Women played a crucial role in the American Revolution, but information about them can be hard to come by. HVA Press has recently discovered and republished Catherine Schuyler: A Woman of the Revolution by Mary Gay Humphreys, which was first published in 1897.
Catherine Schuyler was a kind of early American royalty, the daughter of to Col. Johannes Van Rensselaer (1708–1783), called the “Patroon of Greenbush.” Married to leading Albany citizen and Revolutionary War Gen. Philp Schuyler (1733-1804), she entertained such luminaries as Ben Franklin and George Washington, and raised eight children.
Her daughter Elizabeth married Alexander Hamilton. Catherine also ran the homestead while her husband was off at war. She managed 80 acres of farmland and was named in her husband’s will to be the sole supervisor of the estate. For a husband to give his wife that kind of authority was very unusual for that time.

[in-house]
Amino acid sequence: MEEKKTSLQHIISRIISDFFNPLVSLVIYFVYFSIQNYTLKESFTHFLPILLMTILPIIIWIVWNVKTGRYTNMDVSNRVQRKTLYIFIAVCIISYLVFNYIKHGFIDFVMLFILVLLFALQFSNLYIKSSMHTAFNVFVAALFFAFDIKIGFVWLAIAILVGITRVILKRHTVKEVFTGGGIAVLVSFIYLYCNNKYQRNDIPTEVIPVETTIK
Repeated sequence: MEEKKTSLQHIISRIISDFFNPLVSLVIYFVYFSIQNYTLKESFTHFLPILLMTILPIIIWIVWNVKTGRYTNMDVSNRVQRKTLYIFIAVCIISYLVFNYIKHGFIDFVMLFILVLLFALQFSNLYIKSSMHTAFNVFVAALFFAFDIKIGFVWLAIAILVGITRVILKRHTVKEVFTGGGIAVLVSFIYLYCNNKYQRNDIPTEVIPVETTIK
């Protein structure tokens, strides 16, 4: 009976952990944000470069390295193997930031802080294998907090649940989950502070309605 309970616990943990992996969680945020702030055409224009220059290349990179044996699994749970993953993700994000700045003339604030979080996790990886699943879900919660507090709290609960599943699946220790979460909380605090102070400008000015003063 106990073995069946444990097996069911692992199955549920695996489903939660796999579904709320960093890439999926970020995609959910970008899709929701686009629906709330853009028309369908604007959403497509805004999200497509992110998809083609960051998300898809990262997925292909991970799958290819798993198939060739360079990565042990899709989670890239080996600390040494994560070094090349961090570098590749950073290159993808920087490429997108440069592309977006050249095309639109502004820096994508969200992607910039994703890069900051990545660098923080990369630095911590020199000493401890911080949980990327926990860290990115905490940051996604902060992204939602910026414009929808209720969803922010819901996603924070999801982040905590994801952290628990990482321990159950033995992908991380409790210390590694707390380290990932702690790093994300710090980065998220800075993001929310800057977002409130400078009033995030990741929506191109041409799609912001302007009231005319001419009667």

When her convalescent husband was taken to Fort Ticonderoga, she made the journey to him from Albany. She traveled in an open wagon, by ferry, through rapids and swampland, and finally at night in a boat with a blanket for a sail up Lake George. After Catherine Schuyler nursed her husband back to health, she returned to Albany to manage their home and their children.
Mary Gay Humphreys was born in Ridley, Ohio. She served as a nurse in the Civil War and the Philippines. After the war she was an author, book reviewer, magazine and newspaper contributor. She also wrote a number of popular novels under the pen name Henry Somerville. Humphreys was also active in supporting women’s rights. She died in 1915.
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